Berlin is the capital of Germany and one of the country’s 16 states. It is the second most populous city proper and the seventh most populated urban area in the European Union, with a population of 3.5 million people. It is the center of the Berlin-Brandenburg Metropolitan Region, which includes around six million citizens from over 180 countries. It is located in northeastern Germany on the banks of the rivers Spree and Havel.
Berlin has a mild seasonal climate due to its position in the European Plain. Forests, parks, gardens, rivers, and lakes cover around one-third of the city’s land area.
Berlin was founded in the 13th century and became the capital of the Margraviate of Brandenburg (1417–1701), the Kingdom of Prussia (1701–1918), the German Empire (1871–1918), the Weimar Republic (1919–1933), and the Third Reich (1933–1945). In the 1920s, Berlin was the world’s third biggest municipality. Following WWII, the city was split; East Berlin became the capital of East Germany, while West Berlin became a de facto West German exclave encircled by the Berlin Wall (1961–1989) and East German territory. Following German reunification in 1990, Berlin was proclaimed as the capital of a united Germany once again.
Berlin is a global cultural, political, media, and scientific center. Its economy is built on high-tech companies and the service sector, which includes a wide variety of creative industries, research institutes, media businesses, and convention sites. The city is a major tourist attraction. IT, pharmaceuticals, biomedical engineering, clean tech, biotechnology, construction, and electronics are additional important sectors.
Modern Berlin is home to world-class colleges, orchestras, museums, and entertainment facilities, as well as many athletic events. Because of its metropolitan surroundings, it has become a popular site for international film productions. The city is well-known for its festivals, unique architecture, nightlife, modern arts, and good living standards. Berlin has witnessed the rise of a multicultural business sector during the previous decade.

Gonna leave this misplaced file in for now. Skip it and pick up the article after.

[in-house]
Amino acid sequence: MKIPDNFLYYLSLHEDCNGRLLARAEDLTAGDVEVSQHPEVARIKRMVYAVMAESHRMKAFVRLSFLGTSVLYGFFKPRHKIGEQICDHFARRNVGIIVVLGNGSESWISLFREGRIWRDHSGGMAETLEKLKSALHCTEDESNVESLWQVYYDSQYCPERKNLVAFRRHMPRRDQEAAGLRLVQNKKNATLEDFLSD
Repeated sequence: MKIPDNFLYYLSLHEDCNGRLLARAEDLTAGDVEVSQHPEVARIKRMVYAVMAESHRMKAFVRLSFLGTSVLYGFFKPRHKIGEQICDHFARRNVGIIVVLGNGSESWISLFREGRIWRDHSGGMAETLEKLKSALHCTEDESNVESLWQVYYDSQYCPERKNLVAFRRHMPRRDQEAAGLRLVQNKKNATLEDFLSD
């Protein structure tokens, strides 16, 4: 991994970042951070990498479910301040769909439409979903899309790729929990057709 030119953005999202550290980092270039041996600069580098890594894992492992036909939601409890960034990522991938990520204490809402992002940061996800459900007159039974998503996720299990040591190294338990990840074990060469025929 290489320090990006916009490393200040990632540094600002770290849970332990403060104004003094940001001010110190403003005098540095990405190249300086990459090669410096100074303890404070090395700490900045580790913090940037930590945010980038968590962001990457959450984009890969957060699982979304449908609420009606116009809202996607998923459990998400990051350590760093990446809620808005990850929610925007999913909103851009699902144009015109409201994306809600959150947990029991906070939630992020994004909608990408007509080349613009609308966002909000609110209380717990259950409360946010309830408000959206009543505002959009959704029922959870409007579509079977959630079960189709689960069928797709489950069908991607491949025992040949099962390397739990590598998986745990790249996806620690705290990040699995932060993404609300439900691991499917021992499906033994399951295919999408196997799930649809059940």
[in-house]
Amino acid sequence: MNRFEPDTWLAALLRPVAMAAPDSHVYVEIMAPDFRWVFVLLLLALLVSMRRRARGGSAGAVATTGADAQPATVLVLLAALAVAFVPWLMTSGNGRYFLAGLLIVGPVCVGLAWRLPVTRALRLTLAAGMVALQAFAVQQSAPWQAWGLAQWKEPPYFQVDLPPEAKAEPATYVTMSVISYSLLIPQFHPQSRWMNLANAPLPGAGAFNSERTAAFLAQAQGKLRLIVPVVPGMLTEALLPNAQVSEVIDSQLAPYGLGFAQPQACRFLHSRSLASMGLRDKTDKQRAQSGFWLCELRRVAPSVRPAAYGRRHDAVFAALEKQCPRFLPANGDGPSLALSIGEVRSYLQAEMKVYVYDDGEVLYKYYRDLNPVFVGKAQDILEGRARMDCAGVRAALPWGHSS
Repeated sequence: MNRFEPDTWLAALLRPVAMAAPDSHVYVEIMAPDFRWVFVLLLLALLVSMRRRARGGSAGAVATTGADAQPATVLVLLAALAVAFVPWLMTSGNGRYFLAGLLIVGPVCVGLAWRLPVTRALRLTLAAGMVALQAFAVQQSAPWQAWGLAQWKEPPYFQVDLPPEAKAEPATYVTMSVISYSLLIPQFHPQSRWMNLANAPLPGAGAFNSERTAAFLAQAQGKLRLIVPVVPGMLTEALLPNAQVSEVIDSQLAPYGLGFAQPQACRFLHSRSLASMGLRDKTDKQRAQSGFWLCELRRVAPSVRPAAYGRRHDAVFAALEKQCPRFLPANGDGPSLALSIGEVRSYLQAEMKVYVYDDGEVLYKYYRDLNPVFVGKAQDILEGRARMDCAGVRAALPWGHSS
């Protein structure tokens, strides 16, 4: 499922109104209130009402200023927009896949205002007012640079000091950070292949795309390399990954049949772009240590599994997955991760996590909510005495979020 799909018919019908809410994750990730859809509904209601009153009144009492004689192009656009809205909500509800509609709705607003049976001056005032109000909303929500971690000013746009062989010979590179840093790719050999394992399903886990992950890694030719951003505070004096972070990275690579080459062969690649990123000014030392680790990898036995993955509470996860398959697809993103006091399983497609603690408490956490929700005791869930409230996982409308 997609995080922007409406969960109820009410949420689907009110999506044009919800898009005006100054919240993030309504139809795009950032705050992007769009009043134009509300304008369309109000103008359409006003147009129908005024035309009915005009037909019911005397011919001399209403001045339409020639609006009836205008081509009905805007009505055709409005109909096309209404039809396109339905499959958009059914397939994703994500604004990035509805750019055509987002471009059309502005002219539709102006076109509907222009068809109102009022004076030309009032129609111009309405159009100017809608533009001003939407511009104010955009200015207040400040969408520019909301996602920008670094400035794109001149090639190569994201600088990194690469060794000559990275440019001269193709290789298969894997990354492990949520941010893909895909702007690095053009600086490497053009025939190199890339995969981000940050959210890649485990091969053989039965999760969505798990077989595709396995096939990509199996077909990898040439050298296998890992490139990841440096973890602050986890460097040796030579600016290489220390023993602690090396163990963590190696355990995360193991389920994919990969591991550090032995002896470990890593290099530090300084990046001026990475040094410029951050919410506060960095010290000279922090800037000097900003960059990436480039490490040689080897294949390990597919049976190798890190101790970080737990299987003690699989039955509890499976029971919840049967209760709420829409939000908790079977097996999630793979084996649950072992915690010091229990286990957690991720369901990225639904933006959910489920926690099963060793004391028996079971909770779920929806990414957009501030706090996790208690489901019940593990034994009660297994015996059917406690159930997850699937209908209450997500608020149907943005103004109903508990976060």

Berlin – Info Card
|POPULATION :||City: 3,562,166|
|TIME ZONE :||CET (UTC+1) Summer: CEST (UTC+2)|
|RELIGION :||Irreligious 60%, Protestants 18.7%, Roman Catholics 9.1, Muslims 8.1%|
|AREA :||891.85 km2 (344.35 sq mi)|
|ELEVATION :||34 m (112 ft)|
|COORDINATES :||52°31′N 13°23′E|
|SEX RATIO :||• Male: 49.08%
• Female: 50.92%
|ETHNIC :||German 75%, Others (180 different nat.)25%|
|AREA CODE :||030|
|POSTAL CODE :||10115–14199|
|DIALING CODE :|
Tourism in Berlin
Berlin is well recognized for its historical connections as Germany’s capital, internationalism and tolerance, a vibrant nightlife, countless cafés, clubs, and pubs, street art, and several museums, palaces, and other historic buildings. The architecture in Berlin is fairly diverse. Despite being seriously devastated in the last years of World War II and divided apart throughout the Cold War, Berlin has considerably rebuilt itself, particularly with the reunification effort after the fall of the Berlin Wall in 1989. Within the city center, it is now possible to observe representations of many distinct historical eras in a short amount of time, ranging from a few remaining medieval buildings near Alexanderplatz to the ultramodern glass and steel constructions at Potsdamer Platz. Berlin has several diverse neighborhoods as a result of its turbulent past. And, because of its long history as a cosmopolitan capital (first of Prussia, then of Germany), it has drawn immigrants from all over the globe for more than three centuries, and many of them have left and continue to leave an unique stamp on the city.